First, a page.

Later, we got a few seconds of actual sunshine out on another field of rabbit warrens. We decided to stop for a much-needed lunch break after we (quite painlessly) hooked back up with the main trail. What a wonderful world that has singing birds in it! Carrying on, we got very excited trying to see how many titles of Xanth novels we could remember. (Come on, admit it, you read Xanth novels when you were twelve.) I think we ultimately got six or eight. Try it yourself. No cheating looking online.

We then dropped back down to the road by the river, where it warmed up spectacularly. We ditched all our rain gear, and lay in the grass for awhile before heading on to the town of Healaugh.

Our actual target, though, was the slightly larger berg of Reeth – and their wildly well regarded Reeth Bakery Cafe! The guidebook called this place a "little treasure" and insisted that if you only had one cup of tea in Reeth, you had to do it here. And we were not remotely disappointed. The room was cute – we had it to ourselves – and the owner was lovely and unassuming. (He claimed not to know that the guidebooks rave about him.) They had soya milk for my tea! They had a selection of vegan cakes! (In Reeth!) We drank pots of Yorkshire tea, and Mark and I had carrot and butter bean soup with fresh-baked granary bread, and Darby had a big indulgent selection of cakes. (We shared the vegan carrot and walnut cake.) Do check out their web site.

And so I suppose we were so fortified by this stop that we took the unprecedented decision to . . . carry on. Technically, Reeth was supposed to be our stopping point for the day. We had already done 11 miles. But there were some logistical advantages to knocking out the additional 8 miles to Applegarth. (For instance, we needed to be in Richmond – the other biggest town along the way – during business hours to run some errands. And Richmond was only a few miles past Applegarth, so we could hit it in the late morning.) Plus we all felt pretty good. What the heck! We did a bit of quick shopping to replenish our provisions. And then got walking again!

Although our available daylight was a little short, we still indulged ourselves with rest stop or two, of which Mark made use in his usual way. I was able to take the ultimate cow family portrait (stick that in your fake backdrop, Olan Mills!). Though, shortly after, we were passing through an enclosure of many cows and as I reached the other side, I looked over my shoulder and noticed that one of the cows was a conspicuously different colour than the others – and had two sharp things sticking out of its head.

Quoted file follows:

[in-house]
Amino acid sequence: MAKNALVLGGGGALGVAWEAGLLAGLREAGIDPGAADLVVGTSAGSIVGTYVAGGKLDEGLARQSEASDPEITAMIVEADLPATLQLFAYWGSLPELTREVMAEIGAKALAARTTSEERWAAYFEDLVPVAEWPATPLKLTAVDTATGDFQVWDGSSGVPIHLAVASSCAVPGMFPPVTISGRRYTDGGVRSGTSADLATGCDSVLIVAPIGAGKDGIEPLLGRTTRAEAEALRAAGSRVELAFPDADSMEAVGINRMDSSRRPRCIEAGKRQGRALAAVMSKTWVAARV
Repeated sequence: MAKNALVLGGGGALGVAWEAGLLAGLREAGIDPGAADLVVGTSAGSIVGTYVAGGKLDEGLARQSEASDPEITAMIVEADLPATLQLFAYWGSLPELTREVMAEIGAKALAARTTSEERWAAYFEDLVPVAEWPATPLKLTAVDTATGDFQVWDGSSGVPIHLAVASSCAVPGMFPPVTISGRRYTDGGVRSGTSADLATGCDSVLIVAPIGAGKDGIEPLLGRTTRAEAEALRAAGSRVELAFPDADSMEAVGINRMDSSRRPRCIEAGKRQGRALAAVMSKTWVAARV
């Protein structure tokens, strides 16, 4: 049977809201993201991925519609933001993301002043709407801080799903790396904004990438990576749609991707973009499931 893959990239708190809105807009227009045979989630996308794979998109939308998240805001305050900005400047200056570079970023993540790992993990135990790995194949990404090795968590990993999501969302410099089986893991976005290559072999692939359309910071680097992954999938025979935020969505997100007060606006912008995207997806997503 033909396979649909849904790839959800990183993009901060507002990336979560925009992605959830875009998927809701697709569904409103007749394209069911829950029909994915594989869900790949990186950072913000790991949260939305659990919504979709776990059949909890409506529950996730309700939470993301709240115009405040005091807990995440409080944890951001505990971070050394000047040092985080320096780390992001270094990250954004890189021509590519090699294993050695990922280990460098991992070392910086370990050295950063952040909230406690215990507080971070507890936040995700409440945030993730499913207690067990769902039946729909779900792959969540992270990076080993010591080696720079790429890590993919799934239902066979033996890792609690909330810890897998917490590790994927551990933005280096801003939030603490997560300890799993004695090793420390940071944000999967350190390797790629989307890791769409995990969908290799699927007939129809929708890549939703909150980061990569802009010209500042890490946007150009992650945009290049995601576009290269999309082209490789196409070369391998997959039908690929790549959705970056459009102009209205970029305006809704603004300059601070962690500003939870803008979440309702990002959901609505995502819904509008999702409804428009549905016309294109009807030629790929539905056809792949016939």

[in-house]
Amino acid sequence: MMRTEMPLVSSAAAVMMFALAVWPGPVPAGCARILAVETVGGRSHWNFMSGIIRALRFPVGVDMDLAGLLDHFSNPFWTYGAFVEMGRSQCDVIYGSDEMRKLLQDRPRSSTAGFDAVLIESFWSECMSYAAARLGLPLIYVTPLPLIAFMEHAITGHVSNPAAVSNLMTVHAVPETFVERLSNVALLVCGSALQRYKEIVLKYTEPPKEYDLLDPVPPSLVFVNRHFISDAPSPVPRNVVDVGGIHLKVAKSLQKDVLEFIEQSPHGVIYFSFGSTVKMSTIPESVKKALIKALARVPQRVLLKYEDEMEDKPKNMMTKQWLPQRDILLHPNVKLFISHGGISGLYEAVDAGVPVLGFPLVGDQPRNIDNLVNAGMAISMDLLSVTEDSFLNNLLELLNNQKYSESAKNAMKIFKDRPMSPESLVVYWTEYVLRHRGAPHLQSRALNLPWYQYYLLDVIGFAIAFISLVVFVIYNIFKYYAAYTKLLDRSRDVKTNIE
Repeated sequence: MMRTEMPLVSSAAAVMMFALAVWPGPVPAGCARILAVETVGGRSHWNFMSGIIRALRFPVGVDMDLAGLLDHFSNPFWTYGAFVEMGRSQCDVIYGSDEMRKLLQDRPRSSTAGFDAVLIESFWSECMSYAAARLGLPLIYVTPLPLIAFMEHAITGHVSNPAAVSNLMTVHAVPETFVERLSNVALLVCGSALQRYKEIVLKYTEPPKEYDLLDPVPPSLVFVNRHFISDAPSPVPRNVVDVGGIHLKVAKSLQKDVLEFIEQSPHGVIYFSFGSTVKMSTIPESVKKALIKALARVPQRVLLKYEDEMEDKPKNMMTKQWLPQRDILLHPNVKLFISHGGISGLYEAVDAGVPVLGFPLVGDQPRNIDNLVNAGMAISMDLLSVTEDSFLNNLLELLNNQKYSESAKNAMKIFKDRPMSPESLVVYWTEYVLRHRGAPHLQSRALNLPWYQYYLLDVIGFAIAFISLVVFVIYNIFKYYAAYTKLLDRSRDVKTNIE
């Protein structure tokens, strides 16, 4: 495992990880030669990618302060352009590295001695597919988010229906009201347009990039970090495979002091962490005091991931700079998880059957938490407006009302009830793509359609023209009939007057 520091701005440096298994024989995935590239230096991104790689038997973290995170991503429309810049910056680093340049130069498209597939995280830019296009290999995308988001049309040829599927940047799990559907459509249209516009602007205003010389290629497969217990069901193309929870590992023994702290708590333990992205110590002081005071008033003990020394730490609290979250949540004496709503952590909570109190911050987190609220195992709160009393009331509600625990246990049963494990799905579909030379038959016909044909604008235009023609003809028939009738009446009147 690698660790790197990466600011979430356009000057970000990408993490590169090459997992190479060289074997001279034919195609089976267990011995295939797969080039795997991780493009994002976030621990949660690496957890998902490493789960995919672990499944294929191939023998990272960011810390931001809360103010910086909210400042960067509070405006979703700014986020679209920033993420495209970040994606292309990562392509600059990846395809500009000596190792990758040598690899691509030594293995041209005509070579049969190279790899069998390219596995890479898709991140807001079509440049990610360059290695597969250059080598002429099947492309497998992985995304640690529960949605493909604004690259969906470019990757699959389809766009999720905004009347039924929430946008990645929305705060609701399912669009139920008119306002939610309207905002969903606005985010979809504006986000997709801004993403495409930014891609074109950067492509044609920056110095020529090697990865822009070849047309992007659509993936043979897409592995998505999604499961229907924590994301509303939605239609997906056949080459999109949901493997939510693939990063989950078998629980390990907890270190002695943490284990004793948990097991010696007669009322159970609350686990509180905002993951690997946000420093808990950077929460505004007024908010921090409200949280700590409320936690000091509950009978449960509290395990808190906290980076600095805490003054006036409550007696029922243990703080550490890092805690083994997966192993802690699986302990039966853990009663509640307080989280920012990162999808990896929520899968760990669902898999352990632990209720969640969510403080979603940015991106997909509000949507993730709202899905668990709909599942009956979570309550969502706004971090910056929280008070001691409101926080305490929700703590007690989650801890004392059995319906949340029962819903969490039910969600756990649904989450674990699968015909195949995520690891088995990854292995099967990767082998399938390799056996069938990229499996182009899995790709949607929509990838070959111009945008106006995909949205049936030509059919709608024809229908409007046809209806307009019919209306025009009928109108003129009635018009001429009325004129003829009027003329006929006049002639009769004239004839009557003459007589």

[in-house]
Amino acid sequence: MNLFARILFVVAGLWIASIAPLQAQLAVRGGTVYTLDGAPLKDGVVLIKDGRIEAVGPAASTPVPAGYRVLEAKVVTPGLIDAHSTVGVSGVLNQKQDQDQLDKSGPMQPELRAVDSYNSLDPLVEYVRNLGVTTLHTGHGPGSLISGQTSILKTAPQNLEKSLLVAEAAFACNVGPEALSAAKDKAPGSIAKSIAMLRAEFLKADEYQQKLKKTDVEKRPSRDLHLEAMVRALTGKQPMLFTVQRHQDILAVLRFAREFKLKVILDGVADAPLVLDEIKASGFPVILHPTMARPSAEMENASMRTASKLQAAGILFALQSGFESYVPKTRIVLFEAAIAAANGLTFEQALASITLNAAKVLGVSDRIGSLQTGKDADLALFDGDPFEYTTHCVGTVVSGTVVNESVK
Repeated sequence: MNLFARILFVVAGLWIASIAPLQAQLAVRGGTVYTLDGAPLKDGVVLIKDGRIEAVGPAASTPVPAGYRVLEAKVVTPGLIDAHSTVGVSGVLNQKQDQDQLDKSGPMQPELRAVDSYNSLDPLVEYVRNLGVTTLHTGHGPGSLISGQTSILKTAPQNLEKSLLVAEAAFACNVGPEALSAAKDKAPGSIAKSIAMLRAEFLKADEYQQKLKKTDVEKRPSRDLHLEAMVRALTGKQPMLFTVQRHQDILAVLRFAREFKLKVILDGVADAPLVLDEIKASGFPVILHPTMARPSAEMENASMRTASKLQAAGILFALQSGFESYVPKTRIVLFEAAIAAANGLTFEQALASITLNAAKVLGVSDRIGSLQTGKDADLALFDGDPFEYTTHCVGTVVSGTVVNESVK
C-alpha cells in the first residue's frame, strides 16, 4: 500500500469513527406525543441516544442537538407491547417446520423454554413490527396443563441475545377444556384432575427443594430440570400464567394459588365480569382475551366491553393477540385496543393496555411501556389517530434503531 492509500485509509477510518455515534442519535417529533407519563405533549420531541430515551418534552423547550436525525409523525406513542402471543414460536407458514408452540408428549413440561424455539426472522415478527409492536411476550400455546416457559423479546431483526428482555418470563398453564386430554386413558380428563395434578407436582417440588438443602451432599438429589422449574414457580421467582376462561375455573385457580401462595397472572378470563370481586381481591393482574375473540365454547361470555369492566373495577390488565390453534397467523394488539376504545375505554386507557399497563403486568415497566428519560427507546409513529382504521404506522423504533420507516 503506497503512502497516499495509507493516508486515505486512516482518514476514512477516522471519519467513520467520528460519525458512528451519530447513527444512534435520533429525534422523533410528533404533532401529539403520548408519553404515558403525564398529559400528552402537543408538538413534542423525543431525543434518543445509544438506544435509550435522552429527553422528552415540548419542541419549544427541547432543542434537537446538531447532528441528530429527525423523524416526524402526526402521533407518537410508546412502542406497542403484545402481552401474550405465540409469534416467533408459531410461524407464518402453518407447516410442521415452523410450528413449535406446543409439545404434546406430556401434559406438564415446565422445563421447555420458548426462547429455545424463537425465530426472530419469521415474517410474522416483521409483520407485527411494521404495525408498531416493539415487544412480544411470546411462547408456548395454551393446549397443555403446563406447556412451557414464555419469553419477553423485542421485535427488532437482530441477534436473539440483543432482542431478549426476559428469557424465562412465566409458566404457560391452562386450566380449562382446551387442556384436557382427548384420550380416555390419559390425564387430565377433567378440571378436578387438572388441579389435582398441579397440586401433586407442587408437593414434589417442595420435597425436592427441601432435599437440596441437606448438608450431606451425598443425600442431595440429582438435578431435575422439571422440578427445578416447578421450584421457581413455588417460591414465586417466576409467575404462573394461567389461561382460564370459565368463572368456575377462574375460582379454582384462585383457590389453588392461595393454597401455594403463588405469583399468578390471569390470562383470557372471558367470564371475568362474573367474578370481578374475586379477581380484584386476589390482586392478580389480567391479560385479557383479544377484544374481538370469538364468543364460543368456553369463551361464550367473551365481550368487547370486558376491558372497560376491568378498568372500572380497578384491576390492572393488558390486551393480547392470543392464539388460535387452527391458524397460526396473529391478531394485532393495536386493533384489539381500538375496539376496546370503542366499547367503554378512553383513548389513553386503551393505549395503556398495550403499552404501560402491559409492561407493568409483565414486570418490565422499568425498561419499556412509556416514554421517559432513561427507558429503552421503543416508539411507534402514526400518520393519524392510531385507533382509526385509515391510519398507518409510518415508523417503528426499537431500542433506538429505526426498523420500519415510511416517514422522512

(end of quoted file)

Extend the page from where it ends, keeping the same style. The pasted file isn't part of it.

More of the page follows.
Me: Uhh. That's a bull.
Mark: That's why I'm standing on this side of the fence.
     We passed through a bit of forest, climbing something called the Nun's Steps. (Evidently there used to be a convent at the top.) It was awfully steep and slick.
Darby: Jesus Mary Mother of God!
     Did I mention Darby's a lapsed devout Christian? (Southern Evangelical Presbyterian, specifically. It seems they make terrific apostates. Them and Catholics. And Mormans. God love 'em.)

We passed through the tiny hillside hamlet of Marrick. We passed through a gate and then on past God's Own Sheep Enclosure – by far the biggest one we'd seen, hundreds of the wooly white guys inside. That's it there over Mark's left shoulder.

I was feeling awfully jaunty – and found myself doing a little whiteboy boogey for part of the walk into Maersk. I suppose the following goofy pose was meant to convey my general enthusiasm for the whole day.

And so just a last little climb of the day – up to a white-painted cairn announcing the last bit of trail into Applegarth. As we did the climb, I found I was feeling like an unstoppable machine again: Knee acting up? It'll heal overnight. Feet swelling? They'll deal for another few miles. Energy for another climb? – at the end of a 19-mile day? Check.

And so then we sat on this beautiful hilltop, watching a glorious dusk settle on the meadows behind and below us, hundreds of faint sheep baa's floating up gently on the cool air. Go ahead, look at that again. Take your time. We did.

Another level mile down the trail and we came upon the East Applegarth Camping Barn, where a lovely older woman heartily welcomed us in and returned Mark his bag (griping good-naturedly about how it was too heavy to even pick up). For 5 a head, we got mattresses and pillows in a stone structure, a big well-equipped kitchen, a phone, and a lawn on which to pitch our tents – just to let them dry out. Then we made a happy, hearty dinner out of our tins, packets, styrofoam cups . . . well content with our progress on the day – and more importantly with our enjoyment of it. Mark speculated that it was easier to do 8 miles on top of 11 when we chose to, rather than when we felt had no real choice in the matter. Still:

Darby: I can't believe we're a day ahead . . .

Tomorrow: Day 9 - Applegarth to Danby Wisk (16.5 miles)

  coast-to-coast walk     camping     dargbles     humour     pitely     walking     wildlife  
about
close photo of Michael Stephen Fuchs

Fuchs is the author of the novels The Manuscript and Pandora's Sisters, both published worldwide by Macmillan in hardback, paperback and all e-book formats (and in translation); the D-Boys series of high-tech, high-concept, spec-ops military adventure novels – D-Boys, Counter-Assault, and Close Quarters Battle (coming in 2016); and is co-author, with Glynn James, of the bestselling Arisen series of special-operations military ZA novels. The second nicest thing anyone has ever said about his work was: "Fuchs seems to operate on the narrative principle of 'when in doubt put in a firefight'." (Kirkus Reviews, more here.)

Fuchs was born in New York; schooled in Virginia (UVa); and later emigrated to the San Francisco Bay Area, where he lived through the dot-com boom. Subsequently he decamped for an extended period of tramping before finally rocking up in London, where he now makes his home. He does a lot of travel blogging, most recently of some very  long  walks around the British Isles. He's been writing and developing for the web since 1994 and shows no particularly hopeful signs of stopping.